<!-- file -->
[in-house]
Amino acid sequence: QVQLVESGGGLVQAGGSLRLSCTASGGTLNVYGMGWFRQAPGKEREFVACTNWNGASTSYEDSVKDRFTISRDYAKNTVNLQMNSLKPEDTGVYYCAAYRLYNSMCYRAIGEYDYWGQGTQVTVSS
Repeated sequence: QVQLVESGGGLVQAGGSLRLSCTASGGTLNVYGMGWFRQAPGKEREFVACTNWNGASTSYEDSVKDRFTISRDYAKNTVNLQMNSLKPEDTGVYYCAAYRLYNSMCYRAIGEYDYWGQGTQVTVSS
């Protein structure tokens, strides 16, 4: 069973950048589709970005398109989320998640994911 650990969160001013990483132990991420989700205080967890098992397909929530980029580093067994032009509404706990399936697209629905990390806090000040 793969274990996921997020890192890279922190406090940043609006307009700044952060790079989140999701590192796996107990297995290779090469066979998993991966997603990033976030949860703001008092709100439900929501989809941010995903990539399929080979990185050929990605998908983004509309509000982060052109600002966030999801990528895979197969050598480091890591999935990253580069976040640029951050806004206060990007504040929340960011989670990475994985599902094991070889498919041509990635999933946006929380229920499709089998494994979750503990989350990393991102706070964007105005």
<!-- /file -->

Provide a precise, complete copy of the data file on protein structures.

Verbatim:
[in-house]
Amino acid sequence: QVQLVESGGGLVQAGGSLRLSCTASGGTLNVYGMGWFRQAPGKEREFVACTNWNGASTSYEDSVKDRFTISRDYAKNTVNLQMNSLKPEDTGVYYCAAYRLYNSMCYRAIGEYDYWGQGTQVTVSS
Repeated sequence: QVQLVESGGGLVQAGGSLRLSCTASGGTLNVYGMGWFRQAPGKEREFVACTNWNGASTSYEDSVKDRFTISRDYAKNTVNLQMNSLKPEDTGVYYCAAYRLYNSMCYRAIGEYDYWGQGTQVTVSS
């Protein structure tokens, strides 16, 4: 069973950048589709970005398109989320998640994911 650990969160001013990483132990991420989700205080967890098992397909929530980029580093067994032009509404706990399936697209629905990390806090000040 793969274990996921997020890192890279922190406090940043609006307009700044952060790079989140999701590192796996107990297995290779090469066979998993991966997603990033976030949860703001008092709100439900929501989809941010995903990539399929080979990185050929990605998908983004509309509000982060052109600002966030999801990528895979197969050598480091890591999935990253580069976040640029951050806004206060990007504040929340960011989670990475994985599902094991070889498919041509990635999933946006929380229920499709089998494994979750503990989350990393991102706070964007105005």